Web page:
All things cider: Schilling Cider House opens in Portland with 50 craft brands on tap
Portland is known for its craft beer and its heady wine scene.
But it's time to add craft cider to that list.
That's according to the CEO of Schilling's Cider House, which will have its grand opening Friday at Southeast Tenth Avenue and Belmont Street.
In a sleek new building in the Goat Blocks - named in honor of the Belmont goats that used to graze there - is a new bar dedicated to all things cider.
But not just any cider, craft-brewed cider.
“We have more taps of craft cider than anywhere else in the world,” said Colin Schilling as workers busied to get the bar open on time Friday morning. We'll have 50 rotating ciders they'll rotate all the time.”
The chalkboard behind him featured 10 Schilling cider varieties next to 40 more guest taps from the US and even imports from Europe.
“You won't find anything here with high fructose corn syrup, fake flavorings, colorings, things like that,” Schilling said. “It's all very high end, curated cider if you will.”
Schilling grew up making cider in northern Idaho (his great-great grandfather founded the Schilling Spice Co. in San Francisco in 1881)and continued into adulthood. He opened Schilling's Cider in the Fremont neighborhood of Seattle in 2014.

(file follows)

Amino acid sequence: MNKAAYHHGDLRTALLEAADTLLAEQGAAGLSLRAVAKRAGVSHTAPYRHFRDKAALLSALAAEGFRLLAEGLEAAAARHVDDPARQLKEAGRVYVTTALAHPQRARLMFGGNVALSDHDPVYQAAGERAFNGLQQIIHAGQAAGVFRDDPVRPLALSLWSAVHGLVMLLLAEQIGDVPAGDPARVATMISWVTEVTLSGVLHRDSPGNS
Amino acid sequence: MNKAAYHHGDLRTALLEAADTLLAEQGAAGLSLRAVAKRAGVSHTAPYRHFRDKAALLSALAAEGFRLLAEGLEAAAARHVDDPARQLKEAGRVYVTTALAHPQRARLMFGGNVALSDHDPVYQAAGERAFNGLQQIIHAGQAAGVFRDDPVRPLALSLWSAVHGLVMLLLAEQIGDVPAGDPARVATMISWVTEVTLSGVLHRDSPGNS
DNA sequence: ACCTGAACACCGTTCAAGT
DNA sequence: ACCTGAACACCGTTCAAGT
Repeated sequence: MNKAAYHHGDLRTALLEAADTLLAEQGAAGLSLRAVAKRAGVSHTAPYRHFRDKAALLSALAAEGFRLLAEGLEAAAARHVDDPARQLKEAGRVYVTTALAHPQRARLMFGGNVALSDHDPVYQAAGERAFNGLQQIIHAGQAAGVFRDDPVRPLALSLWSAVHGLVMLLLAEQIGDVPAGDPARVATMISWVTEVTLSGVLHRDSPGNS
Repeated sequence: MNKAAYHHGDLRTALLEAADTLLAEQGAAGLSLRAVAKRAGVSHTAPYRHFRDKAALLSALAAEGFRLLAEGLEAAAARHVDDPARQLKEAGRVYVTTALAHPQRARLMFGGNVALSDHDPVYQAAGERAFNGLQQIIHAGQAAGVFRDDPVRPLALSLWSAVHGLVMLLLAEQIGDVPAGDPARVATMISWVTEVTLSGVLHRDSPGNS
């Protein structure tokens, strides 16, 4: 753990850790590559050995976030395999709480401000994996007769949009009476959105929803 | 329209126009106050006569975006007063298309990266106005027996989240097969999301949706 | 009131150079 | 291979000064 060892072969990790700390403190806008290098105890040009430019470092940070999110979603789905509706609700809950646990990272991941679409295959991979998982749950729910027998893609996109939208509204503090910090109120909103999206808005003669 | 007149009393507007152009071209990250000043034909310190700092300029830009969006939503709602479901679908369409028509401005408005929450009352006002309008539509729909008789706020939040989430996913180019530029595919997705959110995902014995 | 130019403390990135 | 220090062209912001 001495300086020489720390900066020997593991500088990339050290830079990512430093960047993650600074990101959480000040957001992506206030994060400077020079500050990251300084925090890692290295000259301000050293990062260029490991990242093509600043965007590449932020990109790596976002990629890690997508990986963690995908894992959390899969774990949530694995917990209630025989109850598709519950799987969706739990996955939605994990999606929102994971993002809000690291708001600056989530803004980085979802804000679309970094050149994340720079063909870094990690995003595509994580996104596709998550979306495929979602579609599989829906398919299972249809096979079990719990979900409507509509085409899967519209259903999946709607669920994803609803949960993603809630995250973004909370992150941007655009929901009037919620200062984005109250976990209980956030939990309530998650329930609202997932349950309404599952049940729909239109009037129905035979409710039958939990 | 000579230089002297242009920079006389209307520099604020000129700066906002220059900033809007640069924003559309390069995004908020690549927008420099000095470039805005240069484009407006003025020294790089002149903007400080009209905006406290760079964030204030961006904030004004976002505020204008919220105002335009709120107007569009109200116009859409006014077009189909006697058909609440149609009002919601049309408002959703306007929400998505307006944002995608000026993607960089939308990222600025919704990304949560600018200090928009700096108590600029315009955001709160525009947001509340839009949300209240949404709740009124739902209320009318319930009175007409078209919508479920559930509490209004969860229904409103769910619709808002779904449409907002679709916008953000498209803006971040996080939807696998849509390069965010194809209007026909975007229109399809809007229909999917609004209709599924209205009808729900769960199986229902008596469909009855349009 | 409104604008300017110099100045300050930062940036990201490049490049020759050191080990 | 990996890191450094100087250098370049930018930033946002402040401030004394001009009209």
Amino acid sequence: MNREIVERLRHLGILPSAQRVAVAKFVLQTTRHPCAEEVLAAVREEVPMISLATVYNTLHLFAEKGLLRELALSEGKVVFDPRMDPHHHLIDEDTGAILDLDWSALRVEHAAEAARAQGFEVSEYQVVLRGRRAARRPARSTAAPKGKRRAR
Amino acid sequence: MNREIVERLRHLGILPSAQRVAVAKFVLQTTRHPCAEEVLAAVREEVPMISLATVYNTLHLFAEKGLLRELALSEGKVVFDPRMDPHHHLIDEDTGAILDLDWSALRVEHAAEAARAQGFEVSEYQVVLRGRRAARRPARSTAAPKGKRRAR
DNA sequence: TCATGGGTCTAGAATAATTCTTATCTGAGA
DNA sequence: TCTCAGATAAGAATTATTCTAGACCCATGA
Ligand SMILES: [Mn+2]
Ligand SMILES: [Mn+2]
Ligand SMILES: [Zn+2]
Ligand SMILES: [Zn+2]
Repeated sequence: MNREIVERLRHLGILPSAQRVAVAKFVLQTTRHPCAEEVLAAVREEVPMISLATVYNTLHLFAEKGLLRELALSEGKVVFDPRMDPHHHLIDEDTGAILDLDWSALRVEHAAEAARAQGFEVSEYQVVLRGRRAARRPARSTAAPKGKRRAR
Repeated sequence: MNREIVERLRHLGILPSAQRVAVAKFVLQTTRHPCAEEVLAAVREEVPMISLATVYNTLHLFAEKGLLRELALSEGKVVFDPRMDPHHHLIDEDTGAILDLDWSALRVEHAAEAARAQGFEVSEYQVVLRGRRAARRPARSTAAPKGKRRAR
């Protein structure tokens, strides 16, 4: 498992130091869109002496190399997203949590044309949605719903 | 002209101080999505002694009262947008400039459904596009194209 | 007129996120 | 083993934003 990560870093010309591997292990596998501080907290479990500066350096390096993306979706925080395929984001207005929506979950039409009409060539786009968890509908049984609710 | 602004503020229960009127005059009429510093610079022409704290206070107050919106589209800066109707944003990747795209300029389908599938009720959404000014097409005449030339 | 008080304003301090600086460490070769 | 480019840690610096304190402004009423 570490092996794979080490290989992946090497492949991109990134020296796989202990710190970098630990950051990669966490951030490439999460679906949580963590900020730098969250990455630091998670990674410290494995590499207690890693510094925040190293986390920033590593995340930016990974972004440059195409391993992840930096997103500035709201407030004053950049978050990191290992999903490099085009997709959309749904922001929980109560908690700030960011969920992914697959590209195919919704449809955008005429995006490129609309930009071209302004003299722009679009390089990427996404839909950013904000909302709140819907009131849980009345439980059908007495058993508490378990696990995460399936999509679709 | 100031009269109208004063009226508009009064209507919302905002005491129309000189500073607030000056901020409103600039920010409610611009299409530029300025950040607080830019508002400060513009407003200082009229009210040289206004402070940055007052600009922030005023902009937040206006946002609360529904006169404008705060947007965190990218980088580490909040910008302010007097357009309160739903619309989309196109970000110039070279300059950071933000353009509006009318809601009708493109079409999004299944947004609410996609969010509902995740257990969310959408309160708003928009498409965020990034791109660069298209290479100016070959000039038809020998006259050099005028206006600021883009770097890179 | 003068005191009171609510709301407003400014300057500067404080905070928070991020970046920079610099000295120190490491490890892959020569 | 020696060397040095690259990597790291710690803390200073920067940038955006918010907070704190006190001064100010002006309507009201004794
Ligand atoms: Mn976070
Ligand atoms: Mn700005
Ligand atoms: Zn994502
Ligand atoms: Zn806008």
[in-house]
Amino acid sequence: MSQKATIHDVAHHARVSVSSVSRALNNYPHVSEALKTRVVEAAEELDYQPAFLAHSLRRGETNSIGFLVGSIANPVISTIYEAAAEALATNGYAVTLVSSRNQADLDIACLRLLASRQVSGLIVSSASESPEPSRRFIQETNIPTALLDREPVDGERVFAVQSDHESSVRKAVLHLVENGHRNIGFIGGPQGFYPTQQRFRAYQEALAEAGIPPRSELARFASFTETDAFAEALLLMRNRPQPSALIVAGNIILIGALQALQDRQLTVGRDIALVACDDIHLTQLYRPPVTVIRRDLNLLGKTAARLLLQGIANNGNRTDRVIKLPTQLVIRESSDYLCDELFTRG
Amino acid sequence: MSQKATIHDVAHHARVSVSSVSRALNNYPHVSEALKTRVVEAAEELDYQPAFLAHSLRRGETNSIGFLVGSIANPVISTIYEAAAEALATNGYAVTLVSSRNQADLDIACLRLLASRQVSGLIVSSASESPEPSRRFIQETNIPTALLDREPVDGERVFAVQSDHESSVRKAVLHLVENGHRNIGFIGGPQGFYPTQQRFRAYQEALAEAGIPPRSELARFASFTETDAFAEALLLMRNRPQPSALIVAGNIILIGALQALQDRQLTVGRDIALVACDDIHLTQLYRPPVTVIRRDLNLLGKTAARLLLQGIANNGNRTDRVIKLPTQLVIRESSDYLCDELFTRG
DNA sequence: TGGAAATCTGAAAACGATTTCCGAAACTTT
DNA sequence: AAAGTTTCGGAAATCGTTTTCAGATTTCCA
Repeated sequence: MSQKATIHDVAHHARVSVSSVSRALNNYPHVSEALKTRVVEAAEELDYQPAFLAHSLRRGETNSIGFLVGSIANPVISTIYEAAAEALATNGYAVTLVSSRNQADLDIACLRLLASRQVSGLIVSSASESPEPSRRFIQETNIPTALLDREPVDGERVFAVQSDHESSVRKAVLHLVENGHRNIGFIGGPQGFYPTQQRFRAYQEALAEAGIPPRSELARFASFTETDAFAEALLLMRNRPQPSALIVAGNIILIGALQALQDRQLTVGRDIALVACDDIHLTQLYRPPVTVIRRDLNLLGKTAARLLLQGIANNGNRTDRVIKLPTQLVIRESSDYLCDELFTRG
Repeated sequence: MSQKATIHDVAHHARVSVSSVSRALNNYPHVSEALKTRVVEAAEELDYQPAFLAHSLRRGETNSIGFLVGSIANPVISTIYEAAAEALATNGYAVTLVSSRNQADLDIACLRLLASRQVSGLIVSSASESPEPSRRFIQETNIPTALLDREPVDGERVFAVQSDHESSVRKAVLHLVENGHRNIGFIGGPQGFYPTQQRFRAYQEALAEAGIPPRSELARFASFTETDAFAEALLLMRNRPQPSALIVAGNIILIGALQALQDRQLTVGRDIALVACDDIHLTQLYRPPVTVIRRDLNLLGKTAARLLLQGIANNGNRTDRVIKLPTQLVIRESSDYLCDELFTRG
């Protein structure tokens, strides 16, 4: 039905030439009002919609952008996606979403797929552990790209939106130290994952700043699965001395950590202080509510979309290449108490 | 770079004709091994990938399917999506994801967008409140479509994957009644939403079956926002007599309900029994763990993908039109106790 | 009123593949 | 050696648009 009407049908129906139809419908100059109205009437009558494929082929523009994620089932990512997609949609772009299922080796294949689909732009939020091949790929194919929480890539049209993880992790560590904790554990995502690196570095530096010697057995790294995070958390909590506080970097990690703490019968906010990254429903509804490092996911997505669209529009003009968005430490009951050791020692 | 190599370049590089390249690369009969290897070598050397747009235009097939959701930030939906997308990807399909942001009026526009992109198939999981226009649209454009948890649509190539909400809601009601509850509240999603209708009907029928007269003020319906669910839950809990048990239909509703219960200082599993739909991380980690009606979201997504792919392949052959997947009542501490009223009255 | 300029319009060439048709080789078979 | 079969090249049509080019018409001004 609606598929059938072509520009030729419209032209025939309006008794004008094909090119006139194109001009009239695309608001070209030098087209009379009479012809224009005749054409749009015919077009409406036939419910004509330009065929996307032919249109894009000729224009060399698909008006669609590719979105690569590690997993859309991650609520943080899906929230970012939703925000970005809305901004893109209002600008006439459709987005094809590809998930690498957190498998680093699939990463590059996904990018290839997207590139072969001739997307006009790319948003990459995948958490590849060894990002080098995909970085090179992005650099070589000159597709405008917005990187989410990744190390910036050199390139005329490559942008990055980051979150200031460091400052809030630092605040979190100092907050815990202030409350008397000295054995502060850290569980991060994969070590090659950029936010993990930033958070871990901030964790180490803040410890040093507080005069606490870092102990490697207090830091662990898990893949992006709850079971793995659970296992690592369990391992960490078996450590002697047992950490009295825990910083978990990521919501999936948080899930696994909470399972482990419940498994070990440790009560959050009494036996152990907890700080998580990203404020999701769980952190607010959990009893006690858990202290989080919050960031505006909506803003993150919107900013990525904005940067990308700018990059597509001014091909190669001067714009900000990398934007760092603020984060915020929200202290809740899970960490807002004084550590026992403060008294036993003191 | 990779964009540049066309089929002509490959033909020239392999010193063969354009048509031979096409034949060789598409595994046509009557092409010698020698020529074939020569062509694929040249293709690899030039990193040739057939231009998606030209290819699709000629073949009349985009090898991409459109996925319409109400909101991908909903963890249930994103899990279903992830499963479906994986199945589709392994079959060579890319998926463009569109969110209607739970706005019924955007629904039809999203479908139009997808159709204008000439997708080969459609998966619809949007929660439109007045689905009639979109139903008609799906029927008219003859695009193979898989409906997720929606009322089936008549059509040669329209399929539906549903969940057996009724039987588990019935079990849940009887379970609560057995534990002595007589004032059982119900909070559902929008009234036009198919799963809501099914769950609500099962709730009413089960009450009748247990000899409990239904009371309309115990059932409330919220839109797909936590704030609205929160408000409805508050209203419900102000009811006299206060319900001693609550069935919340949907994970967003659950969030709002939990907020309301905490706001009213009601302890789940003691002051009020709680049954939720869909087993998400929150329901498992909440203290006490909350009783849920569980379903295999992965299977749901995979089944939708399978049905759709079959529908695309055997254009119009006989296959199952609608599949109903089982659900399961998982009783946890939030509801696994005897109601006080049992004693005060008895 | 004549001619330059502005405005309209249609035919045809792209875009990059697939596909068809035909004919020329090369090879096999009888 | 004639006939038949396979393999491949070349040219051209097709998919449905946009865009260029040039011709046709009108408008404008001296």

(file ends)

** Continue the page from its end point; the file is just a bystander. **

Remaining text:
Cider is popular there, but Schilling says it's even hotter here.
“Portland drinks more cider per person than any other city in the country,” he said. “So it makes sense that the largest cider bar in the world is here in Portland.
the cider house will also offer food like blueberry russian boar sausage, tater tots, sweet potato and corn dogs. once a month the bar will offer five to seven course dinners paired with cider.
and we're talking unique cider varieties from dry to sweet and a lot in between.
“So we've got our dry cider, our pomegranate, our rhubarb cider, our pineapple passion fruit cider, grapefruit cider and this is the strawberry sour,” he said, filling a tasting board (made from reclaimed timbers). “Anything we carry here is a hundred percent fresh pressed juice, and the vast majority of those apples for all those producers in the US are coming from Washington and Oregon. Here in the Northwest we grow about 90 percent of the country's apples.”
Schilling did most of the interior wood-working, crafting much of it from 100-year-old Douglas fir reclaimed from an old building torn down to make room for Schilling and the adjacent Market of Choice.
The inside of the keg room is jammed with kegs and piping that stretches across the ceiling and into the taps.
It's a testament to just how the cider scene has exploded.
“Even 10 years ago you wouldn’t have been able to find 50 craft ciders made in the U.S.,” Schilling said.
Schilling Cider House opens its doors to its first customers at 11 a.m. Friday.
The first 500 people through the door get a free goat blocks 64-ounce growler with the purchase of cider.